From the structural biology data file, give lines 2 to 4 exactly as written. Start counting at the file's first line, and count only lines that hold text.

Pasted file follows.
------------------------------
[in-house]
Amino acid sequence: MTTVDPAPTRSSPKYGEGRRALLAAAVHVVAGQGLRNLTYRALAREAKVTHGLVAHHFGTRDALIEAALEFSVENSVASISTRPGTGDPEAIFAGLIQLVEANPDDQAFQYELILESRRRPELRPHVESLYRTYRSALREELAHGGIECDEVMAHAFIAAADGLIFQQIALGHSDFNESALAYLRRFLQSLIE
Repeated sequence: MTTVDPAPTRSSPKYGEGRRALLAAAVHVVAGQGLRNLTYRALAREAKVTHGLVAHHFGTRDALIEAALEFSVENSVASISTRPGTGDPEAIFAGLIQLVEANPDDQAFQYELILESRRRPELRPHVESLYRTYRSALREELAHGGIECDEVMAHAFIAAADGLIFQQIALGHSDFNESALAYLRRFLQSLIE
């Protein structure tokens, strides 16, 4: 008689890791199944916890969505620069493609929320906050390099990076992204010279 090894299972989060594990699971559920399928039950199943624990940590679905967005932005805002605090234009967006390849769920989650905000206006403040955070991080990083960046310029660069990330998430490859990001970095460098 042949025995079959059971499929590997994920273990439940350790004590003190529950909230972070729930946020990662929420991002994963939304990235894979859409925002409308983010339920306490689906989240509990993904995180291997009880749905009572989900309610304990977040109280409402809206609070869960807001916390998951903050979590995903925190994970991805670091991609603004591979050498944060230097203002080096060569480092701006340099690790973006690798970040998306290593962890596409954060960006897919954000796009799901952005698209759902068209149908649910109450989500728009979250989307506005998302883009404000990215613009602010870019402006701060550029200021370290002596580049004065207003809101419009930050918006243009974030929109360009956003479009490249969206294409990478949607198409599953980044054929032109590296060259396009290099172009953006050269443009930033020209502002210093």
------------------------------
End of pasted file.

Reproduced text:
Amino acid sequence: MTTVDPAPTRSSPKYGEGRRALLAAAVHVVAGQGLRNLTYRALAREAKVTHGLVAHHFGTRDALIEAALEFSVENSVASISTRPGTGDPEAIFAGLIQLVEANPDDQAFQYELILESRRRPELRPHVESLYRTYRSALREELAHGGIECDEVMAHAFIAAADGLIFQQIALGHSDFNESALAYLRRFLQSLIE
Repeated sequence: MTTVDPAPTRSSPKYGEGRRALLAAAVHVVAGQGLRNLTYRALAREAKVTHGLVAHHFGTRDALIEAALEFSVENSVASISTRPGTGDPEAIFAGLIQLVEANPDDQAFQYELILESRRRPELRPHVESLYRTYRSALREELAHGGIECDEVMAHAFIAAADGLIFQQIALGHSDFNESALAYLRRFLQSLIE
């Protein structure tokens, strides 16, 4: 008689890791199944916890969505620069493609929320906050390099990076992204010279 090894299972989060594990699971559920399928039950199943624990940590679905967005932005805002605090234009967006390849769920989650905000206006403040955070991080990083960046310029660069990330998430490859990001970095460098 042949025995079959059971499929590997994920273990439940350790004590003190529950909230972070729930946020990662929420991002994963939304990235894979859409925002409308983010339920306490689906989240509990993904995180291997009880749905009572989900309610304990977040109280409402809206609070869960807001916390998951903050979590995903925190994970991805670091991609603004591979050498944060230097203002080096060569480092701006340099690790973006690798970040998306290593962890596409954060960006897919954000796009799901952005698209759902068209149908649910109450989500728009979250989307506005998302883009404000990215613009602010870019402006701060550029200021370290002596580049004065207003809101419009930050918006243009974030929109360009956003479009490249969206294409990478949607198409599953980044054929032109590296060259396009290099172009953006050269443009930033020209502002210093």